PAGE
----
How to Steam Vegetables Without a Steamer

Everyone knows that vegetables are healthy, but not everyone knows how to cook them for the most health benefits. Research supports steaming as a healthy cooking method (sauteeing and microwaving can also be healthy). By steaming your vegetables, especially fibrous ones like kale, cabbage, and other mustard greens, you can improve nutrient bioavailability by breaking down the cell walls of plant cells. This allows the body to better absorb their nutrients while also preventing excessive leaching of nutrients into boiling water. Despite the benefits of steaming, many people don’t have a steamer or are too lazy to steam their veggies. Fortunately, there’s an easy fix.

Instead of throwing out the fibrous stems of your vegetables, use them as a base to steam the non-stem parts. To do this, submerge the stems in boiling water and then add the leaves or other foliage on top. For example, if you are steaming broccoli or kale, simply cut the stems in sizable chunks and add them to some boiling water and then add your greens and put on a lid that prevents the steam from escaping. After 2-4 minutes of steaming, your veggies should be ready. You may need to wait a bit after adding the stems before adding the foliage because the stems are thicker and take more time to cook, or you can just let them cook for a bit after you remove the greens.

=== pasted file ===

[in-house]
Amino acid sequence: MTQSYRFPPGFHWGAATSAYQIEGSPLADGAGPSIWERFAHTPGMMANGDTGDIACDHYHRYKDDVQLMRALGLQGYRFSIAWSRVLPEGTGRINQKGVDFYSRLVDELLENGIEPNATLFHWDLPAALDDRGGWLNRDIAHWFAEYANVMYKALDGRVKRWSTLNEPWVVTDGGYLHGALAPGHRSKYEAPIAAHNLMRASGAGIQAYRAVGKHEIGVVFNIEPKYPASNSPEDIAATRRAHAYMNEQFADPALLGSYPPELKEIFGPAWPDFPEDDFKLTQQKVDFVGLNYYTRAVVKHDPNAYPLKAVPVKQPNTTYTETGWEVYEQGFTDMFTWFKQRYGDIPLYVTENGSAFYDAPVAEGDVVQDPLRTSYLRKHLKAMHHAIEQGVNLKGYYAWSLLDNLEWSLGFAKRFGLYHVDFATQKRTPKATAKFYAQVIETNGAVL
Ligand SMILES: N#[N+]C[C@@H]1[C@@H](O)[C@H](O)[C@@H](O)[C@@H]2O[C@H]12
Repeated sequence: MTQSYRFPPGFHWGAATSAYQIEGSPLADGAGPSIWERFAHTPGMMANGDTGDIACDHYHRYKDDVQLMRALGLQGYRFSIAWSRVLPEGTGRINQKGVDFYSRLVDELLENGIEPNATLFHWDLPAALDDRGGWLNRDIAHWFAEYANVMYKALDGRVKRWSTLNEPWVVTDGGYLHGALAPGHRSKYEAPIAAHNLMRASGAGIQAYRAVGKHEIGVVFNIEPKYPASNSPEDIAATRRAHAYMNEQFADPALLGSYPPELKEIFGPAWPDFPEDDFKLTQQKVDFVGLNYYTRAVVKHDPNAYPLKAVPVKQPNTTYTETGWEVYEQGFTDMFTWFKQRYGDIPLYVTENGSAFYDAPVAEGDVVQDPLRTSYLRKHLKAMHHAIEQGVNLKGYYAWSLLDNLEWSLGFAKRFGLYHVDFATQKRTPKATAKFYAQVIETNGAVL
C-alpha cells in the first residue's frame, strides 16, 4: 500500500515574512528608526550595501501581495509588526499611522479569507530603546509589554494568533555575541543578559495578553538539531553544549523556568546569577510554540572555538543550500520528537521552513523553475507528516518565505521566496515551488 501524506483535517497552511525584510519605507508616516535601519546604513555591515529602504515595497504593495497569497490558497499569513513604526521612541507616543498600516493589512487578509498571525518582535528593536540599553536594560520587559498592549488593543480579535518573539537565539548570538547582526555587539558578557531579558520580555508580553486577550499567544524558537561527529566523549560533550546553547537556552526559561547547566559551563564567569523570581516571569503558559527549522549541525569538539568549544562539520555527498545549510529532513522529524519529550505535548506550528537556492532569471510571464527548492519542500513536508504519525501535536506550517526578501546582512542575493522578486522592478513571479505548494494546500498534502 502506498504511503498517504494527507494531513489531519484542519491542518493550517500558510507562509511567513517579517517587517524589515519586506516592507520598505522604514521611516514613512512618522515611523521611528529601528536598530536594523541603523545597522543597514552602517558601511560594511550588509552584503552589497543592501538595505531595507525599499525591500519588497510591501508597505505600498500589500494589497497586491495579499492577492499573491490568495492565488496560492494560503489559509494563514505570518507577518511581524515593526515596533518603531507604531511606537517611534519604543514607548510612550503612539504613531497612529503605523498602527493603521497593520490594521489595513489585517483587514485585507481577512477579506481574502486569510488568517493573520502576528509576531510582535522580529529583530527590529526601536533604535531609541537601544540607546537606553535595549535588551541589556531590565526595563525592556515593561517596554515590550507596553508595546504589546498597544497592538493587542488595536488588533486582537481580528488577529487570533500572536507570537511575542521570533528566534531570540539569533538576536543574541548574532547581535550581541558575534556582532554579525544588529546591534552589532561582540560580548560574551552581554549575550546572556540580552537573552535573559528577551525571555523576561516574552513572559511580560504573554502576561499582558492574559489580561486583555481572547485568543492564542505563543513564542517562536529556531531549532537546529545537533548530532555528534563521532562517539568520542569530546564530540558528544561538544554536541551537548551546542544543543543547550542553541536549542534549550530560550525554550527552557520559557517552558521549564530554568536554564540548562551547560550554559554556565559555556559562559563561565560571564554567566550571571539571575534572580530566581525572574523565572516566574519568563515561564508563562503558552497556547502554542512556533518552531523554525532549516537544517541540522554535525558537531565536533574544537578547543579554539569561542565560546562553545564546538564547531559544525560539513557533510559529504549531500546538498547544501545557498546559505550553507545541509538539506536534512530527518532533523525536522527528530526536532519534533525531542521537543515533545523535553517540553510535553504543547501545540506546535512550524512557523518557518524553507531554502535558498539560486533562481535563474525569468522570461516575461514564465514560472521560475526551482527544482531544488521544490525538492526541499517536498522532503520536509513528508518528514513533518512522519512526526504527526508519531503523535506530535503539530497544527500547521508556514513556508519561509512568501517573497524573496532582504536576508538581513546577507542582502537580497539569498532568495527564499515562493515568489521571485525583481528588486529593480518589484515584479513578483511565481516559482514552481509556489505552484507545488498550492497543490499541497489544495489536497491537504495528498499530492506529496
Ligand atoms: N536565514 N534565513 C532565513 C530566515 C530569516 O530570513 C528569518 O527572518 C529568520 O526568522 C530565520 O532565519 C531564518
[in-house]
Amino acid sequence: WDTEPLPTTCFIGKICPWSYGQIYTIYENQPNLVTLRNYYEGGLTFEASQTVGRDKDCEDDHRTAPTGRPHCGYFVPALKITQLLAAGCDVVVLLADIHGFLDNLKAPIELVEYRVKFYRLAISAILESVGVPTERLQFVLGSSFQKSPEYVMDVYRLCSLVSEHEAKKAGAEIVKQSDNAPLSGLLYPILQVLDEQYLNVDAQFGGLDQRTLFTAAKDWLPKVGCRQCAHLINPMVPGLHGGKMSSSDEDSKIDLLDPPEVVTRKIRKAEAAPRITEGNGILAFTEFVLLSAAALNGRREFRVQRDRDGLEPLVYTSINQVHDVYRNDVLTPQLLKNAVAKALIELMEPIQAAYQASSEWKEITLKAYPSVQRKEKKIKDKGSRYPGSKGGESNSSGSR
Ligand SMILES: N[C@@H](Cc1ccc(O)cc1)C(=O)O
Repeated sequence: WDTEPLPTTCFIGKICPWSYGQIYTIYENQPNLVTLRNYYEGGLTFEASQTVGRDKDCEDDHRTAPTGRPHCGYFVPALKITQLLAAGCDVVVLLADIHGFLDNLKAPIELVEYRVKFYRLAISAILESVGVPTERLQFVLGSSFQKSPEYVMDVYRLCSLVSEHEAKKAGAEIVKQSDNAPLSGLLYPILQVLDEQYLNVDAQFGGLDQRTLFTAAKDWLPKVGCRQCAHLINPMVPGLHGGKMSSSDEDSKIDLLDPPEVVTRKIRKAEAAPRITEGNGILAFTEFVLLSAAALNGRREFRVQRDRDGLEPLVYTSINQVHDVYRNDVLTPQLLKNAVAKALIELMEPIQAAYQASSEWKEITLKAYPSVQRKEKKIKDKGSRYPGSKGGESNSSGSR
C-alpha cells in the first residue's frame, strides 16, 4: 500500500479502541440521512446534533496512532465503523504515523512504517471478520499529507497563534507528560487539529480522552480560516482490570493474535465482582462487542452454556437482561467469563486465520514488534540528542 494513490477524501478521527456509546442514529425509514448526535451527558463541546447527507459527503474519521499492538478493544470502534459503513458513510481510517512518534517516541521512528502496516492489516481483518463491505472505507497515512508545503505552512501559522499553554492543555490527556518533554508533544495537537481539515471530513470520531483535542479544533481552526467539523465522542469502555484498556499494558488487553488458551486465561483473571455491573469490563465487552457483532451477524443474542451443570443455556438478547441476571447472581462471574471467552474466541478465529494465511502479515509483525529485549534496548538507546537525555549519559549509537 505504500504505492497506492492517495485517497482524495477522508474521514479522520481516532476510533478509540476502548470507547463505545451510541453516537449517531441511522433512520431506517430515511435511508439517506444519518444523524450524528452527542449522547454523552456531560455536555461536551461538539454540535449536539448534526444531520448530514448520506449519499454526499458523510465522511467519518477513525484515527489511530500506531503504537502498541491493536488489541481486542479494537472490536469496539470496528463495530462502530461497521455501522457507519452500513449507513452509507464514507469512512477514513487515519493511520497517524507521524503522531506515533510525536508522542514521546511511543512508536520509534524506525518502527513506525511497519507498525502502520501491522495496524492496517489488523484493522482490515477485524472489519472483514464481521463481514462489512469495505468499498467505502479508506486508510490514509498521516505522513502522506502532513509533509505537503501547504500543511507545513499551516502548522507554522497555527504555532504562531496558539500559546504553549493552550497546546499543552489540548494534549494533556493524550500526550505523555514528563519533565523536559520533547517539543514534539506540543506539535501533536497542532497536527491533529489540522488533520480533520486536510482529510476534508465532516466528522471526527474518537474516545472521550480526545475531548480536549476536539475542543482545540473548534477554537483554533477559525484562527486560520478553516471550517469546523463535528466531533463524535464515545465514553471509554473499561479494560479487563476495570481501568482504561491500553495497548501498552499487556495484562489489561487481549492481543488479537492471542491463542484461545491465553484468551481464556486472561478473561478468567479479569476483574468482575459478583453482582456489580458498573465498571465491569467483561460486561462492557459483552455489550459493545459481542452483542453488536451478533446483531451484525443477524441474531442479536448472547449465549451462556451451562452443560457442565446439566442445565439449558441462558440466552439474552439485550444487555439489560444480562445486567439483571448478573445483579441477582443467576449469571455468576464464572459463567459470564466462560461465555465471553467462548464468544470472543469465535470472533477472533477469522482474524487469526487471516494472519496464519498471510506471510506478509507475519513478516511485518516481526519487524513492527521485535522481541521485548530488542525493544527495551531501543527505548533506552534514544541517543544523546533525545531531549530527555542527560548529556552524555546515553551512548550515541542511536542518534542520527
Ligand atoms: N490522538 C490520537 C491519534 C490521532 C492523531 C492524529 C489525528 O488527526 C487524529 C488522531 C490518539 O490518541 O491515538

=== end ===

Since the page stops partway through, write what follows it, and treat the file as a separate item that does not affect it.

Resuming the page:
Enjoy your steamed greens and the many healthy nutrients they contain such as magnesium, calcium, folate, phytochemicals, and many other beneficial vitamins, minerals, and other nutrients.


Influence of Boiling, Steaming and Frying of Selected Leafy Vegetables on the In Vitro Anti-inflammation Associated Biological Activities

Domestic cooking methods affect the nutritional quality of red cabbage.

nutrition facts for vegetables  –

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